Anti-sprawl program gets more muscle

Governor announces policy of intervention in land-use matters

Empowering Smart Growth

`Aggressive' support of initiative includes possible legal action

May 30, 2001|By Michael Dresser | Michael Dresser,SUN STAFF

Gov. Parris N. Glendening put local officials on notice yesterday that the state will aggressively challenge land-use actions that encourage sprawl -- including bringing lawsuits against jurisdictions that violate Smart Growth principles.

Dusting off a 1974 law that had partly fallen into disuse, the governor said the state Department of Planning will more actively intervene in major local development decisions.

He pointed to Carroll County's 1999 rezoning of a property known as Rash farm. Glendening has repeatedly criticized the decision, which opened the door to residential development of the 400-acre South Carroll property, as a blatant contravention of his 1997 anti-sprawl initiative.

Under the new policy, state officials will try to persuade local governments not to take such actions -- especially those that could set precedents for further growth -- and could go to court if the administration objects to the outcome.

State planners also will come to the aid of local officials when their pro-Smart Growth decisions are challenged, the governor said. In some cases, that could pit the state against community groups fighting dense development.

The new policy, which Glendening said he expects to stir debate, is intended to put new muscle behind a program he has previously portrayed as voluntary. Critics say the move usurps local authority.

But Glendening, who has made Smart Growth the central theme of his administration, said the "disaster" of sprawl requires the state to intervene in some cases.

"We must be far more aggressive in making sure the state's efforts are not undone by local decisions," he said.

The governor's Smart Growth initiative, which has gained national attention, uses the state's budget to channel development into established neighborhoods and to divert it away from rural areas. The policy of intervening in local disputes takes it a step further by marshaling the state's legal resources behind the effort.

The plan was revealed at a State House news conference called to announce the appointment of Harriet Tregoning, formerly planning secretary, as head of the newly created Office of Smart Growth. Tregoning will be succeeded at the Planning Department by Roy W. Kienitz, executive director of a national advocacy group that promotes mass transit and Smart Growth policies.

Glendening praised the effort of most counties to limit sprawl but took aim at one of his favorite targets -- the all-Republican Carroll County Board of Commissioners. He made it clear that state officials would be watching the commissioners' development decisions in the Liberty Reservoir watershed and could intervene if the county is seen to be promoting development there.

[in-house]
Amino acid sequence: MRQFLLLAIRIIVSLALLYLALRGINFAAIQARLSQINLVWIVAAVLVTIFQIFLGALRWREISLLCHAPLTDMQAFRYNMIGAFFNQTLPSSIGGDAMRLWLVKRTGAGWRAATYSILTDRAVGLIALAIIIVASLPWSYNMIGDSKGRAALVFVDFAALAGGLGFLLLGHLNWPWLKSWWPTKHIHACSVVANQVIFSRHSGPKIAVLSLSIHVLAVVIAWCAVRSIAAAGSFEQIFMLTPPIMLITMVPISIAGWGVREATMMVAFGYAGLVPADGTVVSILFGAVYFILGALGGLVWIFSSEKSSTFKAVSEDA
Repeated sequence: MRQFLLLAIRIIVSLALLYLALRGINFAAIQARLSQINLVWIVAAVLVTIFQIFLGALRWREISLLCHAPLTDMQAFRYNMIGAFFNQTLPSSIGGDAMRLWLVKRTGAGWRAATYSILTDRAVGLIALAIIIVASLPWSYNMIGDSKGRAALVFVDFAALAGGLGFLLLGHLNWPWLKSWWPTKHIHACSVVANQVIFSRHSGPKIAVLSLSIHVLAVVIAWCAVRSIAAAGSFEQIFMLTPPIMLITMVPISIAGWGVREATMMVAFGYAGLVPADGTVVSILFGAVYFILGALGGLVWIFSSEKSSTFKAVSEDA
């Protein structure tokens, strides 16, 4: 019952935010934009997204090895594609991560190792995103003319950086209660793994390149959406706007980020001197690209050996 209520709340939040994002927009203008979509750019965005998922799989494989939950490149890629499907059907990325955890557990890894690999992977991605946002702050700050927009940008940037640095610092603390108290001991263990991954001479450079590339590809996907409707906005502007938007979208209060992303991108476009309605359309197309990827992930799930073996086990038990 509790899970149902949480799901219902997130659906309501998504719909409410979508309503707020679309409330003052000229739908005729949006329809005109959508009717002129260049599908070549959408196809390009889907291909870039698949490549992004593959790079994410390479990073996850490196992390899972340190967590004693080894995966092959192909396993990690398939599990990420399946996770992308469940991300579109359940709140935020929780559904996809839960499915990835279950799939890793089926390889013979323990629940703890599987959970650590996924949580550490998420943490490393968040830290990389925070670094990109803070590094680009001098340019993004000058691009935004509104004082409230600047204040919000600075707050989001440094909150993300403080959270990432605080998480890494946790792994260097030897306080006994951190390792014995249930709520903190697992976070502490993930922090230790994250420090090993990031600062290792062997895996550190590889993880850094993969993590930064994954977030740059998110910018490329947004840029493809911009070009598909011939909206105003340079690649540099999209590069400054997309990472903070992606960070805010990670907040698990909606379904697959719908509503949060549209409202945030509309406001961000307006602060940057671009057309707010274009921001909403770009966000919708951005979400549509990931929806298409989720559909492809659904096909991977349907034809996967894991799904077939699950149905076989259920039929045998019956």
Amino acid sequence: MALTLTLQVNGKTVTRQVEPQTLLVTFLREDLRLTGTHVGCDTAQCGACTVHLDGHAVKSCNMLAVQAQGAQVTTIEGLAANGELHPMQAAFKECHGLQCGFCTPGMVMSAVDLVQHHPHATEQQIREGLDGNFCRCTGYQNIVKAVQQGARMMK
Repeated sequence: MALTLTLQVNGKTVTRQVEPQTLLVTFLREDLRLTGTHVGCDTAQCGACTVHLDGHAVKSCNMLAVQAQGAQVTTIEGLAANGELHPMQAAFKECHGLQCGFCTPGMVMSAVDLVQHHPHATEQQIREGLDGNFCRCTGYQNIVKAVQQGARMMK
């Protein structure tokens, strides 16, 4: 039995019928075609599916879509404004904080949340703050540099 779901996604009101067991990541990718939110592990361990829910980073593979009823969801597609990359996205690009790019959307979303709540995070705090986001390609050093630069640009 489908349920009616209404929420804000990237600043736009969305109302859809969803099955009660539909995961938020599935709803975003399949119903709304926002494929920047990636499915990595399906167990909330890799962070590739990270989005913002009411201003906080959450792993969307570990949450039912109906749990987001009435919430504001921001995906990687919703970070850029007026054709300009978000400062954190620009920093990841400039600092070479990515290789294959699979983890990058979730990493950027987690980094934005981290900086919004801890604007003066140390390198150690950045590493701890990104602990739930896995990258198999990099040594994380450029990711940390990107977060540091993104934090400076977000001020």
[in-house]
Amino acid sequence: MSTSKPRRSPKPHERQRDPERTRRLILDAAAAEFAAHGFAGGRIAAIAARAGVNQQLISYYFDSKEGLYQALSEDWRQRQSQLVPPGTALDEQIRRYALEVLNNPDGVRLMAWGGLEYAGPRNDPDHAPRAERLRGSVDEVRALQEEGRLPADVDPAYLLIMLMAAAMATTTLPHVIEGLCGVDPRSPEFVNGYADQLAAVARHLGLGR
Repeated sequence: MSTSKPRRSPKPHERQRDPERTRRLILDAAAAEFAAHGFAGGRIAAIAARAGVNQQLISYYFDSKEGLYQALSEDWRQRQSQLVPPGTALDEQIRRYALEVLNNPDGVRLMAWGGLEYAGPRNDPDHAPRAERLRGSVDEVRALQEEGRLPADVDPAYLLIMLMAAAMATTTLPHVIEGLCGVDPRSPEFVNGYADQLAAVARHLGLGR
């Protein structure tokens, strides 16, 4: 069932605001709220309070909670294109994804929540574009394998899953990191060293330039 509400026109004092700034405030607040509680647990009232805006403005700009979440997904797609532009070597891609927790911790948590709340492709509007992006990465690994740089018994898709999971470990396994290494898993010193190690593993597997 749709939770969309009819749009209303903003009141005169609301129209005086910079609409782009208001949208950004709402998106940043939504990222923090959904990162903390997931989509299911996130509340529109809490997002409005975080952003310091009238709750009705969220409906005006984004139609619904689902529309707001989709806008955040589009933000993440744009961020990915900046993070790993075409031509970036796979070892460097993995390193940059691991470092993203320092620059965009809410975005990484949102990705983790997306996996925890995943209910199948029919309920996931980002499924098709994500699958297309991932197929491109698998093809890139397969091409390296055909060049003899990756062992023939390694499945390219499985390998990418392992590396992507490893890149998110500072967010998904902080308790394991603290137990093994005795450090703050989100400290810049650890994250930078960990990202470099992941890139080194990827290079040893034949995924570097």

Commissioner Robin Bartlett Frazier, who supported the Rash farm rezoning, reacted sharply to the governor's comments.

"I've been warning my constituents of the Glendening-Townsend high-density, high-crime, Smart Growth power grab," said Frazier. "The governor's comments today prove his dangerous designs toward every property owner in the region."

Commissioner Julia Walsh Gouge, president of the three-member board, said the governor's announcement sends a clear signal that the county needs to improve its recently adopted master plan, which incorporates the Rash farm rezoning.

"Yes, we have made some mistakes, but we need to continue to move forward," said Gouge, who opposed the Rash farm rezoning.

Balancing his warning with conciliatory words, the governor said the state will throw its legal resources behind local governments that zone planned-growth areas for high-density development. He mentioned the example of the Greenbelt area of Prince George's County, where neighbors have objected to plans to concentrate development around the Metro station -- an approach the administration considers consistent with Smart Growth.

Glendening sought to reassure local officials that the state will limit its role to important cases. "The Department of Planning will not function as a super zoning board or a people's counsel," he said.

David Bliden, executive director of the Maryland Association of Counties, said local officials' reaction will depend on how the authority is used. He said the governor has consistently assured county officials that Smart Growth would not infringe on their autonomy.

"I'm not sure how it shakes out in the long run. The positives might offset the negatives even if there are negatives," he said.

Jim McElfish, senior attorney at the Environmental Law Institute in Washington, said Glendening's decision is "noteworthy" because "probably fewer than a dozen" states have the power to contest local zoning decisions.

"To me, this reflects an attempt to use all the powers at the disposal of the state in the service of Smart Growth," McElfish said. "This is something that Maryland has clearly been in the forefront of."

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